• Second, we noticed up to 25 usec of jitter on the leading edge of the Echo Pulse. We believe this is due to something executing at the interrupt priority level for an excessive period of time. Currently, we can't think of anything that would tie up the processor for that long (~200 instructions). This problem is critical since at 200 cpi, only 20 usec of jitter can be tolerated. (At 800 cpi, only 5 usecs) This is the #1 problem to be worked on for the next week.
Happy Holidays. Our team does not plan to come in next week.

Bob Feretich

From Allen Palmer - Friday


It concerns me that the 'read bus' voltages were less that 8.8 pp/v. The spec's calls for 10v p/p with the amps turn up full. The fact that you could not get up to 8.8v with some worried me

Ron Crane and I set all read channels to the 8.8 pp/v. two weeks ago using a new tape as called out in the book. I have noticed that which reel of tape you use has a significant impact on these reading. We need to either get some new tapes, set the machine for these and then if we want to use those old tapes we will need to check the read output for each as we use them. Either that or there are more problems in the read circuitry

We will need to check what the p/p V off the read head is to see if we are getting a signal within spec.

We could have a problem with ''write'' quality. Will check that out again. There is always the possibility of a worn head. If that is the problem then the drive is ''shot'' since we have no spare heads and heads are not swappable from one model to another. Maybe Grant could look at it if it comes to that.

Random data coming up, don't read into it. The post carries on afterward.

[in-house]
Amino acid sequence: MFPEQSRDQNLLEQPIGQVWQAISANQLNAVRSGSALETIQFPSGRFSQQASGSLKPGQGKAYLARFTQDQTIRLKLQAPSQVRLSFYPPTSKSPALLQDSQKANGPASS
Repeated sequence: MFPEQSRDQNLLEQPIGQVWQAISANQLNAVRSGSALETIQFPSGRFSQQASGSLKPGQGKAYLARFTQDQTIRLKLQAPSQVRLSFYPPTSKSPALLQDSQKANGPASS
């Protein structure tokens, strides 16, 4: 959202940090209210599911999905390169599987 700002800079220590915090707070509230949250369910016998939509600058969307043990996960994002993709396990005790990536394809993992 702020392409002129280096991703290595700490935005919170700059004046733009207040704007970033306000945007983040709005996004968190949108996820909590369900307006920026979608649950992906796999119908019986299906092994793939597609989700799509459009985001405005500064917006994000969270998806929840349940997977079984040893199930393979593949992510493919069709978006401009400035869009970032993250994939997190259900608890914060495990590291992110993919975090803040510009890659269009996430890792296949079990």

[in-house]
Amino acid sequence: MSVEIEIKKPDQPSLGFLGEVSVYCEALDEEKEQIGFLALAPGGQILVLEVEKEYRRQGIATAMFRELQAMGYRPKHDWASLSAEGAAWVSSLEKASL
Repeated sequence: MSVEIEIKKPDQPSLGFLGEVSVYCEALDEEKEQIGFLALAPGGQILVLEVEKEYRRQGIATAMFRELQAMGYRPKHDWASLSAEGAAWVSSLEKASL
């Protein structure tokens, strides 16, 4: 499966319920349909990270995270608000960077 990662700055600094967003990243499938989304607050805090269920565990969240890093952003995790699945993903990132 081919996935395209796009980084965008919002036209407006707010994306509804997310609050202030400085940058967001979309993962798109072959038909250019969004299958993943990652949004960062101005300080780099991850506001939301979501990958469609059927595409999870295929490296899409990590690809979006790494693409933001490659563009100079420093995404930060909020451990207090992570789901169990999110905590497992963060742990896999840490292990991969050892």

As to the capstan rollers, with Grant's help to make the new rollers, swapping them should not be a big job ( I heard that before, so why do I believe it this time).

The effect of just plain age on many of the parts is much more than I would have thought. Looks as though everything that is '' rubber'' ... drive belts, stop capstans, rolling capstans, hoses, harness wires, hi-speed rewind coupler , cog belts ... all of them are just plain ;shot'

Which brings to mind the question about the New York drives. The drive problems do not seem to be ''how longer ago was the machine turned off'' or storage conditions or usage but just plain age. Just age. I suspect that we will find many of the same problems with the NY drives. They are all from the same era.

Allen j Palmer

From Bob Feretich - Saturday

The physical symptom is that when a record is read from tape, sometimes the first few characters are not stored into 1401 memory. A 9 character record consisting of "ABCDEFGHI" may appear in memory as a 6 character record "DEFGHI". The number of characters dropped from the beginning of the record varies from read to read.